The U.S. Constitution was intended to recognize the natural rights of citizens. The Second Amendment, like the First Amendment, doesn’t give anyone any rights. Instead, it prohibits the federal government from infringing on rights that are natural and God-given and that preexist government. The Declaration of Independence sets forth the essential principles. Every person (i.e., not just American citizens) is endowed by nature or God with fundamental rights. These include life, liberty, and the pursuit of happiness.
Thus, given that people’s rights are natural and God-given, they preexist government. The rights come first and the government comes second.
The Founding Fathers did not believe that these rights could not be limited, however. Instead, they saw that legislation that restricted one’s natural rights should be handled by governments closer to the people themselves, including states and localities.
This is why the Bill of Rights was not intended to apply to state government.
Though many state constitutions shared similarities with the Bill of Rights, by 1820 only 9 of 22 states had language explicitly protecting the right to bear arms: Massachusetts (1780), Pennsylvania (1790), Kentucky (1792), Tennessee (1796), Ohio (1801), Indiana (1816), Mississippi (1817), Connecticut (1818), Alabama (1819), and Maine (1819). (The number was 18 of 33 by 1886.)
While the right to bear arms applied equally to “whites”, in many cases it banned Native Americans, “Free Negroes”, “Mulattos” and of course slaves.
Prior to the passing of the 14th Amendment, eight states had gun control legislation that criminalized the possession of fire arms by non-white free citizens. Virginia required such individuals to receive government permission. Three additional states had constitutional language that specified that gun rights were reserved exclusively for white men.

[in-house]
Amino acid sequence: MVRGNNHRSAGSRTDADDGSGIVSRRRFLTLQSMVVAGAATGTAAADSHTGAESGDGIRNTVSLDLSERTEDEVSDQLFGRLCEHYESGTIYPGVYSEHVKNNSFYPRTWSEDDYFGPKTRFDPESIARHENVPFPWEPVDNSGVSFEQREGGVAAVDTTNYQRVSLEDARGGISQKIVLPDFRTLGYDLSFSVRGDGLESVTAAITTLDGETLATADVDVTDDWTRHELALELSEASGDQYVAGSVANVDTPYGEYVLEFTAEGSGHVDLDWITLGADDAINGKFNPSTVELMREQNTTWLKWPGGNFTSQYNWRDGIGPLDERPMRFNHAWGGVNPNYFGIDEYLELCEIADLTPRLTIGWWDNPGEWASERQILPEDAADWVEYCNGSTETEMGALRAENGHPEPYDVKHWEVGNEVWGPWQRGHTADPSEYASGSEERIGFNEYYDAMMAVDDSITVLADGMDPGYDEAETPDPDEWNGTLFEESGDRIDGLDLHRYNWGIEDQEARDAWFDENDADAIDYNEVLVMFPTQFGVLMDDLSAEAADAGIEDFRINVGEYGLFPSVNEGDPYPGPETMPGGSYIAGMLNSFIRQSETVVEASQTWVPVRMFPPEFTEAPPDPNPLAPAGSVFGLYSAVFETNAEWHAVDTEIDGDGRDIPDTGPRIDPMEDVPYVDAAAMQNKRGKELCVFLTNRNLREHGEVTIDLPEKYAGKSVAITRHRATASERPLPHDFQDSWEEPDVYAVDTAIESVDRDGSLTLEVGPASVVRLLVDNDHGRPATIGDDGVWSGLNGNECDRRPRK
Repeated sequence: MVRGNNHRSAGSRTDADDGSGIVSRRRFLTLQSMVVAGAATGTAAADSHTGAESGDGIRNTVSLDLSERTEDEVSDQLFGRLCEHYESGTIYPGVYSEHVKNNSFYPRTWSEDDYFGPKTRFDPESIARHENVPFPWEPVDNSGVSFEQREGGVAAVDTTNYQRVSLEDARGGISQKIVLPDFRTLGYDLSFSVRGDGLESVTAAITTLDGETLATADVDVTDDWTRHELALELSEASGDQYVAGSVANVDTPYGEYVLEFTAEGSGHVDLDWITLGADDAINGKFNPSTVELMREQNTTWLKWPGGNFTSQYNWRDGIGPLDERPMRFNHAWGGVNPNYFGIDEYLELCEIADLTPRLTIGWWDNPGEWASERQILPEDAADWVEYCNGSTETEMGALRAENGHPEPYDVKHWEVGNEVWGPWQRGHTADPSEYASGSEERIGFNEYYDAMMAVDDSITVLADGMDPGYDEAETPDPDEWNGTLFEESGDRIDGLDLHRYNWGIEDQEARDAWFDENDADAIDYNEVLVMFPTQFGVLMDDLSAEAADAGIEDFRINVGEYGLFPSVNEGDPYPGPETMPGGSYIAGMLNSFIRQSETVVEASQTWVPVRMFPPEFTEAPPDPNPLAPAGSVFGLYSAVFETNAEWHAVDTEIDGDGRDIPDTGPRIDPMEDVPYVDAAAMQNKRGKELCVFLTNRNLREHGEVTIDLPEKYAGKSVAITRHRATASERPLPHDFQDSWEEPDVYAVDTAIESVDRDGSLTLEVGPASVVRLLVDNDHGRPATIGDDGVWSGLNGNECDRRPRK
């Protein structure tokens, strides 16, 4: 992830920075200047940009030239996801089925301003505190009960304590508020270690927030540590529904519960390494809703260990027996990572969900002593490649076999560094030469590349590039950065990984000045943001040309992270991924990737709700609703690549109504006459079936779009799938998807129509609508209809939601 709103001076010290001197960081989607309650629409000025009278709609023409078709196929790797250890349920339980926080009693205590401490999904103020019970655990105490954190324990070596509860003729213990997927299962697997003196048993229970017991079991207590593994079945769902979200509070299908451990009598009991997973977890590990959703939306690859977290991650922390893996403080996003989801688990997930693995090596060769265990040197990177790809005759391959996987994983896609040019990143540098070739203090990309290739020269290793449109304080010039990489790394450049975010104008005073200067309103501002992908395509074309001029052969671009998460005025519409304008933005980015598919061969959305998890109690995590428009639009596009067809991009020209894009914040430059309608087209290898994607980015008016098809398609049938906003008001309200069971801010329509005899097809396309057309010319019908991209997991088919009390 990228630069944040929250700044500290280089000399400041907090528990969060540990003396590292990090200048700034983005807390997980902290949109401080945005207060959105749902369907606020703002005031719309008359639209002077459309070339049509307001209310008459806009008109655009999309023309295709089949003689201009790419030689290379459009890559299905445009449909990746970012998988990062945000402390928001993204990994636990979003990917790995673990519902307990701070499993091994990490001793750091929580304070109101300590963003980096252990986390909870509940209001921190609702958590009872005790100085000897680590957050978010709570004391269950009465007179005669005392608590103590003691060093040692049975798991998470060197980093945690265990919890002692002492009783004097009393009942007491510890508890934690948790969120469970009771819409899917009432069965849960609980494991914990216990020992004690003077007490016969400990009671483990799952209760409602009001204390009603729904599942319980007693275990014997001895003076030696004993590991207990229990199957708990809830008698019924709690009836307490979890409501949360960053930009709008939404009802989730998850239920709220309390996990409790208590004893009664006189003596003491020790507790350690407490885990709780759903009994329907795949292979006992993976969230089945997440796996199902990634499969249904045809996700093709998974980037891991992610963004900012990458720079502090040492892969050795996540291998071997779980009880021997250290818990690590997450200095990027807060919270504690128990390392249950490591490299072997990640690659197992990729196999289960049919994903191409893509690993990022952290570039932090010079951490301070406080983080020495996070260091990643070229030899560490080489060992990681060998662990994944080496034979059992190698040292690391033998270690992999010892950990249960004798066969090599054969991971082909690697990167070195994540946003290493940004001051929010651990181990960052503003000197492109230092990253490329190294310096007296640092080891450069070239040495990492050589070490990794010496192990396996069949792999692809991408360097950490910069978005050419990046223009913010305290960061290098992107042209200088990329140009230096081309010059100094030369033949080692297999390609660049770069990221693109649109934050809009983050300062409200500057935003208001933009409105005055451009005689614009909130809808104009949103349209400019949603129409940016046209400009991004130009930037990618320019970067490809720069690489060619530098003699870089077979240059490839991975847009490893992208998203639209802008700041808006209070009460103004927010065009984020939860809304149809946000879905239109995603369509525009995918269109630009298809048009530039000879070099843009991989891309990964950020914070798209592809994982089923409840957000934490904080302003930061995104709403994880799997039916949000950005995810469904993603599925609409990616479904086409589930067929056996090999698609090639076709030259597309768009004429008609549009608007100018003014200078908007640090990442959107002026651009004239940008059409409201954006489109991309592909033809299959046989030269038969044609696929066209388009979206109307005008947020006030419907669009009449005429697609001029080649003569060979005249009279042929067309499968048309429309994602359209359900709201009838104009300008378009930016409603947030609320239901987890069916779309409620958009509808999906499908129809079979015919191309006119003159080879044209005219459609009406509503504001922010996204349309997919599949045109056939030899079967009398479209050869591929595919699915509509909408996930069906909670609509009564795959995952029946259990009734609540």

While slavery ended as a result of the Civil War, racially motivated gun control laws continued.
While the 14th Amendment prevented states from explicitly mentioning race in legislation, state governments still managed to find ways to disarm black citizens.
As David Kopel and Joseph Greenlee have noted, these included laws that banned pistols that were not used by former Confederate officers, severe racial discrepancies in the penalty for unlawfully concealed carrying, as well as gun licensing requirements that, in the words of a future Florida Supreme Court Justice, were “passed for the purpose of disarming the negro laborers” and “was never intended to apply to the white population.”
The Black Panthers’ basic ideology was one of armed protection against police oppression.
“The key plank of the Panther platform, the one which would shape its history and predetermine its course, was a non-negotiable demand for the immediate end of police harassment and brutality in the black community…indeed, their very name proclaimed a dedication to the concept of armed self-defense.” — Huey Newton.
For Huey Newton, the black ghetto was merely a colonized nation at war with an oppressive police state. The residents of the black community therefore had a right to defend themselves against acts of aggression, and who better to police the streets of Oakland than the “brothers off the block?—brothers who had been out there robbing banks, brothers who had been pimping, brothers who had been peddling dope, brothers who ain’t gonna take no shit.”
California’s Mulford Act, signed in 1967 by Governor Ronald Reagan was a direct response to the Black Panthers’ open-carry patrols of Oakland neighborhoods, and banned the carrying of loaded weapons.
Gun control policies continue to discriminate against minority communities. Every government hurdle placed on legal gun ownership renders citizens more dependent upon the state for their own protection. The ACLU has found that African American and Latino neighborhoods wait much longer for a police officer to be dispatched after an emergency 911 call, have fewer officers assigned to minority districts for each emergency call than predominantly white neighborhoods and that minority neighborhoods continue to have more violent crimes per officer than white neighborhoods.
Justice Clarence Thomas also noted the unique experience of black Americans in his opinion on McDonald v. Chicago, “the first colonial statute that specifically targeted black people (not just slaves, not Indians, and not white servants) was a Virginia law prohibiting gun ownership for blacks in 1639:
The use of firearms for self-defense was often the only way black citizens could protect themselves from mob violence. As Eli Cooper, one target of such violence, is said to have explained, “ ‘[t]he Negro has been run over for fifty years, but it must stop now, and pistols and shotguns are the only weapons to stop a mob.’ ”
So while it is easy for well-protected politicians, celebrities, and billionaires to champion the cause of gun control, it’s important to remember that the history of such legislation has come at the expense of those most vulnerable in society.